ImplicitCAD

ImplicitCAD (Extopenscad) Tutorial

This tutorial will teach you how to design objects in ImplicitCAD's extopenscad language. It requires no knowledge of Haskell.

If you already know OpenSCAD, you may prefer to look at the section of our FAQ comparing extopenscad and OpenSCAD.

Running ImplicitCAD

You have two options for using ImplicitCAD: using the online editor or installing it locally.

If you run it locally, ImplicitCAD is solely a compiler, turning .escad files into your preferred form of output. You need a separate editor and viewer (eg. meshlab).

$ extopenscad test.escad test.stl
Rendering 3D object to test.stl
...
$ meshlab test.stl

On the other hand, using ImplicitCAD in the editor is as simple as clicking the "Render" button. It does, however, require WebGL.

A Simple Object

To begin with, let's make a circle...

circle(10);
Try this code!

This is a circle of radius 10 (by default, milimeters). Circle can also be used to make regular polygons using the $fn parameter.

circle(10, $fn=6);
Try this code!

We can also make 3D objects, like spheres.

sphere(10);
Try this code!

There are also squares, which can be used either as perfect squares (eg. square(10)) or as rectangles (eg. square([10, 15])) and can even be given rounded corners:

square([10,20], r=3);
Try this code!

The 3D analog, cube behaves similarly (eg. cube([10,20,30])). Other primitives include cylinder and polygon. There primitives are all documented in the API Reference.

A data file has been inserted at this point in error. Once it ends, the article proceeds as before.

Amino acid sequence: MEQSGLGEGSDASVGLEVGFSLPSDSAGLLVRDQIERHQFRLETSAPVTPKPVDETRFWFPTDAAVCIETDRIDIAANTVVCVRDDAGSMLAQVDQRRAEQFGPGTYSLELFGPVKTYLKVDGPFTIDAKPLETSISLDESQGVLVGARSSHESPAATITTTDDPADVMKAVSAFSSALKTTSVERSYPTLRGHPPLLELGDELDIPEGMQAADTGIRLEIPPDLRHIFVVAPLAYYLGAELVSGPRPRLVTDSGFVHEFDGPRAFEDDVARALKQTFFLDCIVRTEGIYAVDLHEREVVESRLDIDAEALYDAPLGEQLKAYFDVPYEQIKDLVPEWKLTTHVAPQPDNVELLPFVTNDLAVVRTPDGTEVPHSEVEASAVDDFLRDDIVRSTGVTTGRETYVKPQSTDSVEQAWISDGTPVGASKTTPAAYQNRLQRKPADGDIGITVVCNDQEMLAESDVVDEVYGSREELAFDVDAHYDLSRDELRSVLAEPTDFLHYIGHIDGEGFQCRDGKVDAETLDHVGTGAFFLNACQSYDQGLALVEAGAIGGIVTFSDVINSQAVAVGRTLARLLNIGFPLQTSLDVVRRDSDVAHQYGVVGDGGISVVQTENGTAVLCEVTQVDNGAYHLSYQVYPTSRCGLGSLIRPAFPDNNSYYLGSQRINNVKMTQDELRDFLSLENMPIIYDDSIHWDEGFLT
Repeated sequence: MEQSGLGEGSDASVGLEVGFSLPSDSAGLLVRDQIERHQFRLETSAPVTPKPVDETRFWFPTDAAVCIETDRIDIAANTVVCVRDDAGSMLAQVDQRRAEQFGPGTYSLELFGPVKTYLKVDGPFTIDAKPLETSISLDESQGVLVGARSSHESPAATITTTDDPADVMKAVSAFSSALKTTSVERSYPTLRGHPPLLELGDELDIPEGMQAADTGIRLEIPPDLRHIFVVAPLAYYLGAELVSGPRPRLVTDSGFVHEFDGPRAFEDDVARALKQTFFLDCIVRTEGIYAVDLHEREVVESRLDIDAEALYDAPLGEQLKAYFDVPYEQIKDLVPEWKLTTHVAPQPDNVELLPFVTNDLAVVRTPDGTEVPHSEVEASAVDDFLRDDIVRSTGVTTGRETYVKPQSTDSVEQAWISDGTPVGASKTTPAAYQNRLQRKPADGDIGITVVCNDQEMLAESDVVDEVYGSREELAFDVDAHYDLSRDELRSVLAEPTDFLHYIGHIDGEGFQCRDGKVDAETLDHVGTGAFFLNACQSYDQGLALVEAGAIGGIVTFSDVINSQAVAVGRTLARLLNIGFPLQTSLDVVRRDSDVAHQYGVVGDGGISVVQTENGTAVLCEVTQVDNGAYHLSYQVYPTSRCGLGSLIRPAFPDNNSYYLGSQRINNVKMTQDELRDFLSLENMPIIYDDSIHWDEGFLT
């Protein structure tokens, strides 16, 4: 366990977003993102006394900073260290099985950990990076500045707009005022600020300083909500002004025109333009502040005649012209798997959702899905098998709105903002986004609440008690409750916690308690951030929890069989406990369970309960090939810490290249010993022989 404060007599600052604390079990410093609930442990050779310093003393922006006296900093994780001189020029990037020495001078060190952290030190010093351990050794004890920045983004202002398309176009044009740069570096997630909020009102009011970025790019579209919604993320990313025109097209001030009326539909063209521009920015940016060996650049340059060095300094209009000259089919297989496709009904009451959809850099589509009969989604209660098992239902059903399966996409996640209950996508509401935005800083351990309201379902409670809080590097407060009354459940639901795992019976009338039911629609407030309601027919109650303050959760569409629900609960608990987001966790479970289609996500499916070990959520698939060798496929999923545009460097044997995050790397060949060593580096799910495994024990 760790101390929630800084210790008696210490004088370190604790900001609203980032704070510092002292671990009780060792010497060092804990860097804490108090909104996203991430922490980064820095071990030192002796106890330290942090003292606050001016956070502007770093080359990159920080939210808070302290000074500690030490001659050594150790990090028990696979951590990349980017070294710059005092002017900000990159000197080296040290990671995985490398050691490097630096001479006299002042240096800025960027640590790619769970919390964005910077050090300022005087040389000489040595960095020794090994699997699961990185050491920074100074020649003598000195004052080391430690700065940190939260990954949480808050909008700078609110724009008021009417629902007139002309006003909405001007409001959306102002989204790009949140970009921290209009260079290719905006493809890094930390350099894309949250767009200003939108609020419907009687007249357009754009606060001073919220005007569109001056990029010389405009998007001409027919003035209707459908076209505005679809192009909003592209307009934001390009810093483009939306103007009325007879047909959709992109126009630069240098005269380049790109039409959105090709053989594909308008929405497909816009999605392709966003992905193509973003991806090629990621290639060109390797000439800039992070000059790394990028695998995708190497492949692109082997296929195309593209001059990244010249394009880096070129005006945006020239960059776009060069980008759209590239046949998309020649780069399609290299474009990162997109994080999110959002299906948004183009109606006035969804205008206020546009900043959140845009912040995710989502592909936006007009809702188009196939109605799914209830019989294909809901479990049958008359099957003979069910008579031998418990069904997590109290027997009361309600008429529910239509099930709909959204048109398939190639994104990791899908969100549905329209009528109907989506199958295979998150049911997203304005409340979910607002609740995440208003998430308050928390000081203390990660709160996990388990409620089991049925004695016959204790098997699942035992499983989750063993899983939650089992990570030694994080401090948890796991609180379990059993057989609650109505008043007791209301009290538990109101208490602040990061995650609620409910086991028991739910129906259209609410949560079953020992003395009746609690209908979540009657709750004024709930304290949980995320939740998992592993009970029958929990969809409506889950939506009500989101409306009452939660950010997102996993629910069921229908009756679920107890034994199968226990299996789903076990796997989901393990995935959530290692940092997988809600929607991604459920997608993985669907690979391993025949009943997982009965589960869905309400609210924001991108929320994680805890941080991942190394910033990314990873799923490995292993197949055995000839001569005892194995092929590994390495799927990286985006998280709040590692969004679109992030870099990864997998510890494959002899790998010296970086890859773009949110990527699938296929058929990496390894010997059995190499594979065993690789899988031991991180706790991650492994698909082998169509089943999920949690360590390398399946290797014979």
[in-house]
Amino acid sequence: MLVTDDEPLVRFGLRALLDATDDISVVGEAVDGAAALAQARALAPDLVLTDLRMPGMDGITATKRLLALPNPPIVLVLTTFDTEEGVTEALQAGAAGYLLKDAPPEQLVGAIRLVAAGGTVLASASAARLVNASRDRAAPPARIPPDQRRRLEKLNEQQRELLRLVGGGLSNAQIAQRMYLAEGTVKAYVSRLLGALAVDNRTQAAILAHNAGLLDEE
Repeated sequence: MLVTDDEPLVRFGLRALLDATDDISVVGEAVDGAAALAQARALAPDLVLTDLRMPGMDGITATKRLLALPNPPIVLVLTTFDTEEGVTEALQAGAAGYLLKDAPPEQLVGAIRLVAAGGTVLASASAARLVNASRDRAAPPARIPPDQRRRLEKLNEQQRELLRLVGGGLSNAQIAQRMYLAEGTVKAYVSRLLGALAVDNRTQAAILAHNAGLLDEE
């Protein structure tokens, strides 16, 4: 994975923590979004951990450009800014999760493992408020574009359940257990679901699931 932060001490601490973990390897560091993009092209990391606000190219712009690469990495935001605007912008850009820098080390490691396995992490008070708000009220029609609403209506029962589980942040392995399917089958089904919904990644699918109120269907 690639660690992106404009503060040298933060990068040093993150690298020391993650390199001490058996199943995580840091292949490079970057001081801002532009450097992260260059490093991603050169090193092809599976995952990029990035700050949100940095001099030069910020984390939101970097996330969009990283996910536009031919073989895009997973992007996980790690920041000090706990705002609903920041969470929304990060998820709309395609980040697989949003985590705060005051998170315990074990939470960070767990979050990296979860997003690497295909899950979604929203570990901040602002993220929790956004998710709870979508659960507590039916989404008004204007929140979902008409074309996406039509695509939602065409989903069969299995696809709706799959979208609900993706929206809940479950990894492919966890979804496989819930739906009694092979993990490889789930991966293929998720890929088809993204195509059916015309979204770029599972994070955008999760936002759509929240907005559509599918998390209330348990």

Rendering Quality

ImplicitCAD has a perfect model of your object internally, but when you ask for it to be rendered in some format, it isn't possible to export it in that manner. ImplicitCAD can try to export it very quickly and not do as good a job, or take longer and do a better job. This is rendering quality.

Rendering quality is controlled by the variable $quality which is by default 1. You can make it arbitrarily high, though the server will refuse to render objects at very high qualities because it needs to serve many people. The amount of time it will take to render is linear with respect to quality, so doubling quality will approximately double the amount of time it takes for your object to render.

Rendering quality is particularly visible when exporting triangle meshes.

Making More Complicated Objects

The key thing to building more complicated objects is to make them out of less complex ones. The simplest way to do this is with a union, which simply "adds" objects together. Note that we use translate to shift an object.

union() {
  square(20);
  translate([10,10]) square(20);
}
Try this code!

Union is capable of rounding ("beveling") the interface between the objects being unioned.

union(r=3) {
  square(20);
  translate([10,10]) square(20);
}
Try this code!

There is also difference which cuts away pieces from an object, and intersection which takes, well, intersects them. Both of these also support rounding. (Again, you can refer to the API reference for more information: API Reference)

difference(r=3) {
  square(20);
  translate([10,10]) square(20);
}
Try this code!

Linear Extrude

Linear extrude is both a powerful tool and a good example of how ImplicitCAD philosophy of generalization. At its simplest, linear_extrude turns a 2D object into a 3D object by extruding it on the z-axis.

linear_extrude(height = 20)
  circle(30);
Try this code!

But we don't need to give a constant height to extrude to. We can give a function of x and y.

linear_extrude(height(x,y) = 20 + (y^2-x^2)/60)
  circle(30);
Try this code!

And we can scale, translate, and twist the object as we extrude! For example:

linear_extrude(20, scale(h) = 1 + cos(h)/10)
  circle(30);
Try this code!